Diabetic Connect's Voices of Diabetes series gives members of the diabetes community the opportunity to share their personal challenges, insights, and life experiences with a larger audience. We hope these stories inspire and encourage you to find your own voice as a diabetes advocate. If you would like to share your story, contact us at editorial@alliancehealth.com. Visit the Voices of Diabetes page on Diabetic Connect for more in the series.

Ryan Reed is a NASCAR driver with type 1 diabetes. But for Reed, it's not the first lap around with the blood-glucose disease.

The California native was diagnosed with type 1 diabetes at age 17, and was told he would never race again. Rather than quitting, Reed made lifestyle changes that included a strict diet and exercise program, as well as the use of devices to provide on-track data. He also reports all of his information to his medical team at University of Southern California's Clinical Diabetes Program in California, which assured him that with hard work, he could still race.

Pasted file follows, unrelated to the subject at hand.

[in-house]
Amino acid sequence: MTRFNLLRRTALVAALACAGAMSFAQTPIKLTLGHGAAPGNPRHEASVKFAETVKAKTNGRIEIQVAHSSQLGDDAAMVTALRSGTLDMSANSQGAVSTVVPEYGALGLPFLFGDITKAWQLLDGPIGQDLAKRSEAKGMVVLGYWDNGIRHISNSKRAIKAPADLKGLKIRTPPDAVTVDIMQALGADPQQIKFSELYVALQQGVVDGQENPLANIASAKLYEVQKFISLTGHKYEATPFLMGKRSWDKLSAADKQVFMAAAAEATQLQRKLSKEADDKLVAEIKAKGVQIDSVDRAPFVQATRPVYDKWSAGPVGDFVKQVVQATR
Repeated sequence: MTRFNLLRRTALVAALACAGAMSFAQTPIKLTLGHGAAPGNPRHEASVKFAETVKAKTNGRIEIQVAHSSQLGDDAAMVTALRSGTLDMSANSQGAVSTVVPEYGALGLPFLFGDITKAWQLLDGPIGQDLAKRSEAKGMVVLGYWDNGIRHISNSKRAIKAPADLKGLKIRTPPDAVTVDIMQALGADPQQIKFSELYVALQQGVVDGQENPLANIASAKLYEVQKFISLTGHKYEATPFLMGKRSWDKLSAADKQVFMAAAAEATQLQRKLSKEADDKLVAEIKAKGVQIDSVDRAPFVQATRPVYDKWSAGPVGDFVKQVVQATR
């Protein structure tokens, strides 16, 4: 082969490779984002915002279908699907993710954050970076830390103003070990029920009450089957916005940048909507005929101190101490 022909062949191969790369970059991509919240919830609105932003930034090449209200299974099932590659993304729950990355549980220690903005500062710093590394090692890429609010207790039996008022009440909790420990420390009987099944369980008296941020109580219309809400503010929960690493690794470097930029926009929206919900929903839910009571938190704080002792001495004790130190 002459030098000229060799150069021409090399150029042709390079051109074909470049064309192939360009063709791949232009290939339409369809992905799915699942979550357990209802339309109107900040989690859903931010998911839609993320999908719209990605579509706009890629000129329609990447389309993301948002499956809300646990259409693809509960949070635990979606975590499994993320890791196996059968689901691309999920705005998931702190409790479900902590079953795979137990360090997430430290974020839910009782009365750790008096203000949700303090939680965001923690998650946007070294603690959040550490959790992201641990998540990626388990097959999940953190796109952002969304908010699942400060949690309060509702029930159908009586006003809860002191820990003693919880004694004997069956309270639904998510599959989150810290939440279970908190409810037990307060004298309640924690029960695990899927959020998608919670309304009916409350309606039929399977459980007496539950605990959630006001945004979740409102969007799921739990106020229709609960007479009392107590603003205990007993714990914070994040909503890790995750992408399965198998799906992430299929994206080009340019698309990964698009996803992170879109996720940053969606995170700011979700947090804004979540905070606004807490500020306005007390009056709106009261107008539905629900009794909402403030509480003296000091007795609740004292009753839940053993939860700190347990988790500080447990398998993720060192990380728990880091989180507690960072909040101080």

Reed, at 21 years old, hit the tracks in Atlanta for a full weekend of racing capped off by the 500-mile showdown.

Reed's racing career started at a young age. After launching into the Kid's Kart Track Championship at age 4, the young driver became the Junior 1 Comer and HPV Karting Track Champion. In 2009, Reed was crowned the Legends Division Track Champion at Toyota Speedway in Irwindale. He followed that up by winning 2010 Rookie of the Year.

Afterward, the young speedster went to the NASCAR K&N Pro Series East, with his best finish of 16th at Greenville-Pickens Speedway.

In late 2013, Reed announced a partnership with the American Diabetes Association's "Drive to Stop Diabetes."

"I want to let them know that even when living with diabetes, accept no limits," Reed said on the Drive to Stop Diabetes' website.

He also founded his non-profit organization called Ryan's Mission to help raise awareness and touch the lives of the millions of people affected by this disease. To many, Reed serves as a powerful reminder that diabetes doesn't have to slow anyone down.

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